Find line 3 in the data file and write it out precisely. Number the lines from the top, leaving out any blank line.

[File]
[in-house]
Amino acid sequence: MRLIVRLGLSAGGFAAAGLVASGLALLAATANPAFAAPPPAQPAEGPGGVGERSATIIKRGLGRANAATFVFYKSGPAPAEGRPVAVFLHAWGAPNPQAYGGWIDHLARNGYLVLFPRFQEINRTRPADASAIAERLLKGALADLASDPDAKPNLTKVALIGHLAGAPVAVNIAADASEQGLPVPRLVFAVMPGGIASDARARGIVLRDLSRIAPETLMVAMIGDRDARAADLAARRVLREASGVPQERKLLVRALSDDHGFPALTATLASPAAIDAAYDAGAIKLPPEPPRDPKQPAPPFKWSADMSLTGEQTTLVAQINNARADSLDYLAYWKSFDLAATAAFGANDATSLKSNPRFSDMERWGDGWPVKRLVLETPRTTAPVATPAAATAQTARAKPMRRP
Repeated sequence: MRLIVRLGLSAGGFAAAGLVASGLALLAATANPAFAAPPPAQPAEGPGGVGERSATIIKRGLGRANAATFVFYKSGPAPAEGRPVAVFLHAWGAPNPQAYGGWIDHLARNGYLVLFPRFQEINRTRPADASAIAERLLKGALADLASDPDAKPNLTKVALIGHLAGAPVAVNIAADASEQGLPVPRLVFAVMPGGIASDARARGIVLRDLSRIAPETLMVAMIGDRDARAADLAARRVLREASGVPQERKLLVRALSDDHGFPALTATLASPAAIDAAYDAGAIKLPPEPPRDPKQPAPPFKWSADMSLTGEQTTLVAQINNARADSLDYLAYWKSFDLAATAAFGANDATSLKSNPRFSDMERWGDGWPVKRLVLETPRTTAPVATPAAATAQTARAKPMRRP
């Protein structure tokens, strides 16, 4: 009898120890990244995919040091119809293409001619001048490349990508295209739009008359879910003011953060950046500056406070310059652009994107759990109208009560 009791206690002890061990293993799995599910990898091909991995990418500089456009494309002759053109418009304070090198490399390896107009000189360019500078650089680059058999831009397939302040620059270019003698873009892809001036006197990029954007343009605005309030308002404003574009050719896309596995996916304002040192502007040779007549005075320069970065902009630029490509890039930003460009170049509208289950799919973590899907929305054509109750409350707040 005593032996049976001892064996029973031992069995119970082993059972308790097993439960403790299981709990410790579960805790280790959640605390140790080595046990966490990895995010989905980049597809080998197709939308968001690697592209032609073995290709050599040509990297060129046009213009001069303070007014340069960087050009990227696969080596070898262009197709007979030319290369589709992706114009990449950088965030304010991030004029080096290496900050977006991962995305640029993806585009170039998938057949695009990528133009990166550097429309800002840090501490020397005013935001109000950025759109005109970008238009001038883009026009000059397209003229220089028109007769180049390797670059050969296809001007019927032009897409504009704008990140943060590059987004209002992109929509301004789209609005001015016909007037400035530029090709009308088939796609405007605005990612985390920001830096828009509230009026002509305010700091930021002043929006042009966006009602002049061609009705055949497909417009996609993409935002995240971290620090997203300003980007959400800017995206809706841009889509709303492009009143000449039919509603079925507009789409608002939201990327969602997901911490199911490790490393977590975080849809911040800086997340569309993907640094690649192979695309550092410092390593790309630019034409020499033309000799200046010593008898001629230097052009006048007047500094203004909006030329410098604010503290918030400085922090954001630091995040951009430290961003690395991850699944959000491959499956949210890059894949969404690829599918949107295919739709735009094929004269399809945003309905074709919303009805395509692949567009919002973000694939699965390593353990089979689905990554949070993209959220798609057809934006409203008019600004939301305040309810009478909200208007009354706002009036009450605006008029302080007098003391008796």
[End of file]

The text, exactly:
Repeated sequence: MRLIVRLGLSAGGFAAAGLVASGLALLAATANPAFAAPPPAQPAEGPGGVGERSATIIKRGLGRANAATFVFYKSGPAPAEGRPVAVFLHAWGAPNPQAYGGWIDHLARNGYLVLFPRFQEINRTRPADASAIAERLLKGALADLASDPDAKPNLTKVALIGHLAGAPVAVNIAADASEQGLPVPRLVFAVMPGGIASDARARGIVLRDLSRIAPETLMVAMIGDRDARAADLAARRVLREASGVPQERKLLVRALSDDHGFPALTATLASPAAIDAAYDAGAIKLPPEPPRDPKQPAPPFKWSADMSLTGEQTTLVAQINNARADSLDYLAYWKSFDLAATAAFGANDATSLKSNPRFSDMERWGDGWPVKRLVLETPRTTAPVATPAAATAQTARAKPMRRP